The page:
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Windows 7: SSD - Install and Transfer the Operating System


SSD - Install and Transfer the Operating System

How to Physically Install a SSD and Transfer the Operating System
Published by whs
11 Mar 2011
Published by
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How to Physically Install a SSD and Transfer the Operating System


Introduction

If you never owned an SSD, you have missed something. Yes, they are not cheap, but Dollar per Dollar there is no other piece of hardware that can give you as much additional performance than an SSD.

Because SSDs are expensive, their current use is for placing the operating system. That’s how you get the best mileage. Although XP and Vista can be installed on SSDs, it is recommended to use them for Windows7, which is the first system to support Trim.

For desktops, an SSD with a 60GB capacity is usually sufficient. The user data can be moved to the HDD – I will explain the procedure later. Should you have very large programs, e.g., games, you should move their program files during the installation of the game to the HDD too.

For laptops, the situation is more complicated because you usually have only one disk bay. I use 80GB and 90GB SSDs on my laptops. In addition, I use the HDD that I recovered from the laptop after I installed the SSD in an external USB enclosure. But, if you move around a lot with the laptop, that may not be so convenient and a bigger SSD (120GB or 250GB) may be in order (budget allowing).


Hardware Installation

For a desktop, you will need a bracket if it is a 2.5” SSD (like most today). But, there are also 3.5” SSDs that will fit without adaptor brackets into the disk bays. You also need a cable to attach the SSD to the motherboard. For electricity, there is usually an extra plug at the PSU which you can use for the SSD’s.

Once you have all those bits, you can install the SSD in an available disk bay – or if none available, some self-adhesive Velcro will also do. The SSDs are light and do not produce any vibration or heat.

For a laptop, you need an external enclosure that attaches to a USB port. That will allow you to make the initial SSD setups. The one I linked attaches via USB2 and eSata, which may be practical later to use as external drive with the HDD that you recovered from the laptop. Also for hot swapping bare bone HDDs. But there are cheaper enclosures for USB2 only and also some that allow attachment to USB3.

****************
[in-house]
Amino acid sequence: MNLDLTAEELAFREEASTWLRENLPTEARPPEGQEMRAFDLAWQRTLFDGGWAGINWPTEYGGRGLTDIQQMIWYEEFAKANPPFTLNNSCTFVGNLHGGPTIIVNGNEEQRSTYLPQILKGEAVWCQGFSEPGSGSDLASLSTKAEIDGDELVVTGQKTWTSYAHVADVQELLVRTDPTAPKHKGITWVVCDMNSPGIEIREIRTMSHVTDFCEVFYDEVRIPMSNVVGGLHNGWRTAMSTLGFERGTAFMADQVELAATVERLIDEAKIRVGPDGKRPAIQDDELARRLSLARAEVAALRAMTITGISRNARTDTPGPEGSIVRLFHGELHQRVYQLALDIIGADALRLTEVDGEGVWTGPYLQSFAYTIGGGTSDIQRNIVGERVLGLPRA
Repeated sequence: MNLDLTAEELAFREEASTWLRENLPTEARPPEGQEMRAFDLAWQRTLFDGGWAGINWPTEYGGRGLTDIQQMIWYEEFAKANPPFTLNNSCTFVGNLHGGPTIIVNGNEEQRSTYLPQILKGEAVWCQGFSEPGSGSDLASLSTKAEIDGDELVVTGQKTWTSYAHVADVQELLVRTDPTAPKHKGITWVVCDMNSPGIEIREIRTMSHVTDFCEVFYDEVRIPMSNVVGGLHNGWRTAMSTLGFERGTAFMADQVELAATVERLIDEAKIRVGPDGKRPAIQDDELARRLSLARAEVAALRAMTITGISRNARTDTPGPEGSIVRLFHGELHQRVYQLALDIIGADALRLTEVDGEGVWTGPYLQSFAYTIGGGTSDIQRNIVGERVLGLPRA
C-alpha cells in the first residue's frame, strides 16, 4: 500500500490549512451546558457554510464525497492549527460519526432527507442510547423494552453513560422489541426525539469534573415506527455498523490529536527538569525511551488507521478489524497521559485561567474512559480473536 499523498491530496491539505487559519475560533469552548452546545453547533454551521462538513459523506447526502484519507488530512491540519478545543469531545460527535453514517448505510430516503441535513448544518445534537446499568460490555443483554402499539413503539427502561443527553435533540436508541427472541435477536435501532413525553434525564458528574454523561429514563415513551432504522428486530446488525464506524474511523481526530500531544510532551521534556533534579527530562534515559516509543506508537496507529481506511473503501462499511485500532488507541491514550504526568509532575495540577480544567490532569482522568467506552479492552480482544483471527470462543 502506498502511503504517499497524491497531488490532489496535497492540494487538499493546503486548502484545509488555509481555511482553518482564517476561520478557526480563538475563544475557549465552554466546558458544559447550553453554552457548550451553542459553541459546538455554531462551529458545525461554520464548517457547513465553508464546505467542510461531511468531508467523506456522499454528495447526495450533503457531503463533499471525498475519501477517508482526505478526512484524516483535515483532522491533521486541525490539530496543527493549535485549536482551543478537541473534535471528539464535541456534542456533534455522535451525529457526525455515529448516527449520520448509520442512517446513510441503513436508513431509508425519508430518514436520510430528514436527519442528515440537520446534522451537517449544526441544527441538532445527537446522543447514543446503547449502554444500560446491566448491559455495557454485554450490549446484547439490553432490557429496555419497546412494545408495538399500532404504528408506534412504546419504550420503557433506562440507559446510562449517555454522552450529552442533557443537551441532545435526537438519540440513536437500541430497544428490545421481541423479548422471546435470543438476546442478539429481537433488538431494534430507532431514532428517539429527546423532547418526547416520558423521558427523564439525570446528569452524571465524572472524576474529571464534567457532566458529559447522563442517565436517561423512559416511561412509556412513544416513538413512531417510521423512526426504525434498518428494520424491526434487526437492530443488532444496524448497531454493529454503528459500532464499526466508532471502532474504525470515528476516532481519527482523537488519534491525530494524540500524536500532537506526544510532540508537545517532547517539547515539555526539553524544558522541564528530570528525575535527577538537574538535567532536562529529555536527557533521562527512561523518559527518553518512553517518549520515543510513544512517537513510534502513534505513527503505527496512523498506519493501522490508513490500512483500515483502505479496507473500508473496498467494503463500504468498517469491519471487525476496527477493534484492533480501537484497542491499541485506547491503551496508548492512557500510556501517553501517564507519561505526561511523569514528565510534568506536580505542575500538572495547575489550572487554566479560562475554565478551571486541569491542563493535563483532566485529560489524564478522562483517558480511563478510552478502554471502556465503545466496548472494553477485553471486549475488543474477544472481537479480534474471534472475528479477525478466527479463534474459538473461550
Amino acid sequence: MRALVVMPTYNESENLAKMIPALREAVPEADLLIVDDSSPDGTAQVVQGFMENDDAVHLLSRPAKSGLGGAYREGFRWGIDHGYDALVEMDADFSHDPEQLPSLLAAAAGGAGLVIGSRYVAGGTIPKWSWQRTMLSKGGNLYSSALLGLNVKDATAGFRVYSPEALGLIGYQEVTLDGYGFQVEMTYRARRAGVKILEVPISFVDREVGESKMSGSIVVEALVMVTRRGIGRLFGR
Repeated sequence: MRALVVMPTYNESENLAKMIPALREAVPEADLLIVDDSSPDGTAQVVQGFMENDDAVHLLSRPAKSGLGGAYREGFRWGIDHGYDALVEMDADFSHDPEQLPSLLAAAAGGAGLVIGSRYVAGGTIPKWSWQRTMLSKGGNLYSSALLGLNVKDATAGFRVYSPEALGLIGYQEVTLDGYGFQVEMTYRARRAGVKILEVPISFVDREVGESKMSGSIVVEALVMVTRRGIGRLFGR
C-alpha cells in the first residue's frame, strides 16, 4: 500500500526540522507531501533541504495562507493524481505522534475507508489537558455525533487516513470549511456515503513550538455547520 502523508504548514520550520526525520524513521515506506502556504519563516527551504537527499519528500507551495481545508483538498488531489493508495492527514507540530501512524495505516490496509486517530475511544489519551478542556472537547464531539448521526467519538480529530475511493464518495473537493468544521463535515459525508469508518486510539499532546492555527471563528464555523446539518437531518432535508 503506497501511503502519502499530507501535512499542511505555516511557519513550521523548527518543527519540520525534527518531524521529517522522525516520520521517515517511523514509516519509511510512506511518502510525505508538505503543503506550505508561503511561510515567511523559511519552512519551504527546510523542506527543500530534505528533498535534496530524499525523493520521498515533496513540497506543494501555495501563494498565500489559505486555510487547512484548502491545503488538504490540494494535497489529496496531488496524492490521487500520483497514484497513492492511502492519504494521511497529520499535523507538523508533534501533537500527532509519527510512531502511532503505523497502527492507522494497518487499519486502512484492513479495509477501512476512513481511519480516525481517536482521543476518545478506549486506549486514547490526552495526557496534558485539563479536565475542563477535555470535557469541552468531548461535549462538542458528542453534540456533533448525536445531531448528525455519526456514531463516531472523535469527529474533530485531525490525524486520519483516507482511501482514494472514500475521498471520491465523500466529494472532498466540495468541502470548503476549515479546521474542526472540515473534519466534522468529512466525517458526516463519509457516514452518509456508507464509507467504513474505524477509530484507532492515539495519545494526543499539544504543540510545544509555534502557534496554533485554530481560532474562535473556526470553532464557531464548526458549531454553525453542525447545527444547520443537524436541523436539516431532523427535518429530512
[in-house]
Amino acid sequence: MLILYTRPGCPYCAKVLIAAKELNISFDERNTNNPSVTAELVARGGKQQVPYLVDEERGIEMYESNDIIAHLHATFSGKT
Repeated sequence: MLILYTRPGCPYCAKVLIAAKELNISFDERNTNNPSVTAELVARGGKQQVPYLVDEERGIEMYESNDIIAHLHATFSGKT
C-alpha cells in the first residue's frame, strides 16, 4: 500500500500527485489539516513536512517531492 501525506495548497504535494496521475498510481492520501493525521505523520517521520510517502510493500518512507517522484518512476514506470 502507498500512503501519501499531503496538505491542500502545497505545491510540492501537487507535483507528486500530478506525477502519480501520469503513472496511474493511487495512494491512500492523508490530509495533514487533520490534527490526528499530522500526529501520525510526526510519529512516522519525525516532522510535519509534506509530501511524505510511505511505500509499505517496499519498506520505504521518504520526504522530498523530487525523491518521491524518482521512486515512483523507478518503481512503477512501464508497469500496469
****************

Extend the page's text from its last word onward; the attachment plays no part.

Transfer the Operating System

There are two ways to transfer the operating system from your current HDD to the SSD:
1. The Geeky way which comes for free and
2. The easy way that costs $19.95.

1.The Geeky way requires the following steps:

Prepare the SSD – You first have to initialize the SSD to create the MBR. You can do that with Disk Management or with this program (which you will need later anyhow).

Then you need to align the SSD and define an active partition on it. You use an elevated Command Prompt with the following commands:

Diskpart
List disk
Select disk n (where n is the number that was given for your SSD in List disk)
Clean
Create partition primary align=1024
Format fs=ntfs quick
Active (assuming you want to install an OS)
Exit

Note: If you are more comfortable working with Disk Management, you can also define a primary active partition with Disk Management. On a SSD, the partition will be automatically aligned by 1024.


If you want to verify that the alignment is correct, you use these commands:

Diskpart
List disk
Select disk n
List partition



You should see a result like this:

Partition ### Type Size Offset


------------- ---------------- ------- -------
Partition 1 Primary 59 GB

1024 KB - but 64KB or any number divisible by 4 is also good. The offset has to be divisible by 4.

In Windows7, you may have the 100MB active boot partition. The easiest way to deal with that is to move the bootmgr to the C: partition using EasyBCD. That you do on your HDD before you transfer anything to the SSD. Then you do not have to worry about it and you need only transfer the C: partition to the SSD.


But if you care to keep the 100MB partition, then the partition you just created on the SSD is for that 100MB partition. The next step is to shrink the partition you just created to a 100MB size (make sure it is not any smaller). With Disk Management you will have trouble to do that. I recommend this program for the operation.

From the free space you gained, you create the C: partition for the OS. This partition must not be active and need not be a primary (because the 100MB partition contains the boot manager).

Alternatively and easier is if you first create the 100MB partition with these commands:

Diskpart
List disk
Select disk n (where n is the number that was given for your SSD in List disk)
Clean
Create partition primary size=100 align=1024
Format fs=ntfs quick
Active
Exit

Note: The unit in the size parameter is MB

After this action you can use Disk Management to create the C partition from the remaining unallocated space. That can be a logical partition.